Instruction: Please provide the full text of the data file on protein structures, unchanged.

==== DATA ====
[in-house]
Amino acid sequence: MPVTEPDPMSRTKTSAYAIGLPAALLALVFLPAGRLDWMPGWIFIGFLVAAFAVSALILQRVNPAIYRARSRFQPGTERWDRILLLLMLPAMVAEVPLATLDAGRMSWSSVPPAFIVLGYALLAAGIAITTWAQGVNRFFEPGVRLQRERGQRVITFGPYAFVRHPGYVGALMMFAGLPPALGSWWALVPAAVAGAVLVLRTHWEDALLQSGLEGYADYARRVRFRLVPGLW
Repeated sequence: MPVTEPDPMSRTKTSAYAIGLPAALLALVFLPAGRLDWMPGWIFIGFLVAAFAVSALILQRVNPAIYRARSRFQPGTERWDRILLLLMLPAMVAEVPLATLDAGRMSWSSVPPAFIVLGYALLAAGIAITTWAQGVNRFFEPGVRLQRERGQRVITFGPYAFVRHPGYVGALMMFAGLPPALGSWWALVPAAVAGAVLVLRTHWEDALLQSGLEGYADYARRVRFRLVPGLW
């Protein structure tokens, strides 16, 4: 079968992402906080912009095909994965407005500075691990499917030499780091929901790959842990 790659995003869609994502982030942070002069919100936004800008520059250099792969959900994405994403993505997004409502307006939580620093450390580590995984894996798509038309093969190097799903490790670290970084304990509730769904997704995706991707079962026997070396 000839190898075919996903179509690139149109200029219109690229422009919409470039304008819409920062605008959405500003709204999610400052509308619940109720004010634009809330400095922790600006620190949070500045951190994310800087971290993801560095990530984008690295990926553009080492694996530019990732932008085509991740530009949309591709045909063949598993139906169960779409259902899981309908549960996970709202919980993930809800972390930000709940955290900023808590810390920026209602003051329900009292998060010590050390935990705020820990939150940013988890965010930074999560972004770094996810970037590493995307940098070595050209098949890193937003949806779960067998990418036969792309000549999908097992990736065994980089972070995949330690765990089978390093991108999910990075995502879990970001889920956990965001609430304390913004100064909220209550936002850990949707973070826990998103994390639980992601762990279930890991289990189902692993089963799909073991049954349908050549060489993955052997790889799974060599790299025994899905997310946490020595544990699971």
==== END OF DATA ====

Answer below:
[in-house]
Amino acid sequence: MPVTEPDPMSRTKTSAYAIGLPAALLALVFLPAGRLDWMPGWIFIGFLVAAFAVSALILQRVNPAIYRARSRFQPGTERWDRILLLLMLPAMVAEVPLATLDAGRMSWSSVPPAFIVLGYALLAAGIAITTWAQGVNRFFEPGVRLQRERGQRVITFGPYAFVRHPGYVGALMMFAGLPPALGSWWALVPAAVAGAVLVLRTHWEDALLQSGLEGYADYARRVRFRLVPGLW
Repeated sequence: MPVTEPDPMSRTKTSAYAIGLPAALLALVFLPAGRLDWMPGWIFIGFLVAAFAVSALILQRVNPAIYRARSRFQPGTERWDRILLLLMLPAMVAEVPLATLDAGRMSWSSVPPAFIVLGYALLAAGIAITTWAQGVNRFFEPGVRLQRERGQRVITFGPYAFVRHPGYVGALMMFAGLPPALGSWWALVPAAVAGAVLVLRTHWEDALLQSGLEGYADYARRVRFRLVPGLW
């Protein structure tokens, strides 16, 4: 079968992402906080912009095909994965407005500075691990499917030499780091929901790959842990 790659995003869609994502982030942070002069919100936004800008520059250099792969959900994405994403993505997004409502307006939580620093450390580590995984894996798509038309093969190097799903490790670290970084304990509730769904997704995706991707079962026997070396 000839190898075919996903179509690139149109200029219109690229422009919409470039304008819409920062605008959405500003709204999610400052509308619940109720004010634009809330400095922790600006620190949070500045951190994310800087971290993801560095990530984008690295990926553009080492694996530019990732932008085509991740530009949309591709045909063949598993139906169960779409259902899981309908549960996970709202919980993930809800972390930000709940955290900023808590810390920026209602003051329900009292998060010590050390935990705020820990939150940013988890965010930074999560972004770094996810970037590493995307940098070595050209098949890193937003949806779960067998990418036969792309000549999908097992990736065994980089972070995949330690765990089978390093991108999910990075995502879990970001889920956990965001609430304390913004100064909220209550936002850990949707973070826990998103994390639980992601762990279930890991289990189902692993089963799909073991049954349908050549060489993955052997790889799974060599790299025994899905997310946490020595544990699971």